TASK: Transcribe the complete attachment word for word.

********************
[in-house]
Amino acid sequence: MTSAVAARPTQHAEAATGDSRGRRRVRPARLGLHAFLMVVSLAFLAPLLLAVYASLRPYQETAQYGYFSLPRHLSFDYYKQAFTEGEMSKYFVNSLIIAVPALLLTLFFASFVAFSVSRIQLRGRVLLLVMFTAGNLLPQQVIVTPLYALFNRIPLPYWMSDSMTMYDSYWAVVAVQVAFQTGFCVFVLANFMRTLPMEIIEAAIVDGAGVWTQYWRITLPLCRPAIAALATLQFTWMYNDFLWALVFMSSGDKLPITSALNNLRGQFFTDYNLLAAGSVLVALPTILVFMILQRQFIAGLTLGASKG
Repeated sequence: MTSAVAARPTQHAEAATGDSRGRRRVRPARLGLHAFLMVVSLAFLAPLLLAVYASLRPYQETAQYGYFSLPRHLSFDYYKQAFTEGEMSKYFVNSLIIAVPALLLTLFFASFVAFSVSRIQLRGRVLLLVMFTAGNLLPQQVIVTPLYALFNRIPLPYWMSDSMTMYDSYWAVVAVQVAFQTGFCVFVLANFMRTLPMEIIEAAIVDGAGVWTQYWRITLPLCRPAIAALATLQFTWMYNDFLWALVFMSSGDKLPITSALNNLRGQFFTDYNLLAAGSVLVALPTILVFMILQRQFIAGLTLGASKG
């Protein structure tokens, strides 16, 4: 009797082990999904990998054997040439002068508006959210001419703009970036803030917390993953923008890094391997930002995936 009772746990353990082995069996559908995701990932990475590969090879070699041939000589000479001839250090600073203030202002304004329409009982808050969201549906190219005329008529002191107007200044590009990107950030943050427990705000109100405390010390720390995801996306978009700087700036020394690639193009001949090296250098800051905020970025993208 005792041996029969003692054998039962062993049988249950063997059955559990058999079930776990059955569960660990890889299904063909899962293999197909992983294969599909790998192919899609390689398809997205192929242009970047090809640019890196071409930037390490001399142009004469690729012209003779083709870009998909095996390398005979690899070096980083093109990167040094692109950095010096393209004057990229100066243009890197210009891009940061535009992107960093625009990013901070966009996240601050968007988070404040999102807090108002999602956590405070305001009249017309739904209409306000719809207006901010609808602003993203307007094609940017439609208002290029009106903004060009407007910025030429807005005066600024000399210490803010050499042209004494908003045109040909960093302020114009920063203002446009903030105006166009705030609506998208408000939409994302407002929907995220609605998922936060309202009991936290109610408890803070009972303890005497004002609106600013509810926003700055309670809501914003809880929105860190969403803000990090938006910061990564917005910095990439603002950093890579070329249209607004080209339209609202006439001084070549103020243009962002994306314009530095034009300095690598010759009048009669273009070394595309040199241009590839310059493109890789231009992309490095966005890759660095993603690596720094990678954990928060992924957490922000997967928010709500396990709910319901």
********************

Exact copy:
[in-house]
Amino acid sequence: MTSAVAARPTQHAEAATGDSRGRRRVRPARLGLHAFLMVVSLAFLAPLLLAVYASLRPYQETAQYGYFSLPRHLSFDYYKQAFTEGEMSKYFVNSLIIAVPALLLTLFFASFVAFSVSRIQLRGRVLLLVMFTAGNLLPQQVIVTPLYALFNRIPLPYWMSDSMTMYDSYWAVVAVQVAFQTGFCVFVLANFMRTLPMEIIEAAIVDGAGVWTQYWRITLPLCRPAIAALATLQFTWMYNDFLWALVFMSSGDKLPITSALNNLRGQFFTDYNLLAAGSVLVALPTILVFMILQRQFIAGLTLGASKG
Repeated sequence: MTSAVAARPTQHAEAATGDSRGRRRVRPARLGLHAFLMVVSLAFLAPLLLAVYASLRPYQETAQYGYFSLPRHLSFDYYKQAFTEGEMSKYFVNSLIIAVPALLLTLFFASFVAFSVSRIQLRGRVLLLVMFTAGNLLPQQVIVTPLYALFNRIPLPYWMSDSMTMYDSYWAVVAVQVAFQTGFCVFVLANFMRTLPMEIIEAAIVDGAGVWTQYWRITLPLCRPAIAALATLQFTWMYNDFLWALVFMSSGDKLPITSALNNLRGQFFTDYNLLAAGSVLVALPTILVFMILQRQFIAGLTLGASKG
């Protein structure tokens, strides 16, 4: 009797082990999904990998054997040439002068508006959210001419703009970036803030917390993953923008890094391997930002995936 009772746990353990082995069996559908995701990932990475590969090879070699041939000589000479001839250090600073203030202002304004329409009982808050969201549906190219005329008529002191107007200044590009990107950030943050427990705000109100405390010390720390995801996306978009700087700036020394690639193009001949090296250098800051905020970025993208 005792041996029969003692054998039962062993049988249950063997059955559990058999079930776990059955569960660990890889299904063909899962293999197909992983294969599909790998192919899609390689398809997205192929242009970047090809640019890196071409930037390490001399142009004469690729012209003779083709870009998909095996390398005979690899070096980083093109990167040094692109950095010096393209004057990229100066243009890197210009891009940061535009992107960093625009990013901070966009996240601050968007988070404040999102807090108002999602956590405070305001009249017309739904209409306000719809207006901010609808602003993203307007094609940017439609208002290029009106903004060009407007910025030429807005005066600024000399210490803010050499042209004494908003045109040909960093302020114009920063203002446009903030105006166009705030609506998208408000939409994302407002929907995220609605998922936060309202009991936290109610408890803070009972303890005497004002609106600013509810926003700055309670809501914003809880929105860190969403803000990090938006910061990564917005910095990439603002950093890579070329249209607004080209339209609202006439001084070549103020243009962002994306314009530095034009300095690598010759009048009669273009070394595309040199241009590839310059493109890789231009992309490095966005890759660095993603690596720094990678954990928060992924957490922000997967928010709500396990709910319901």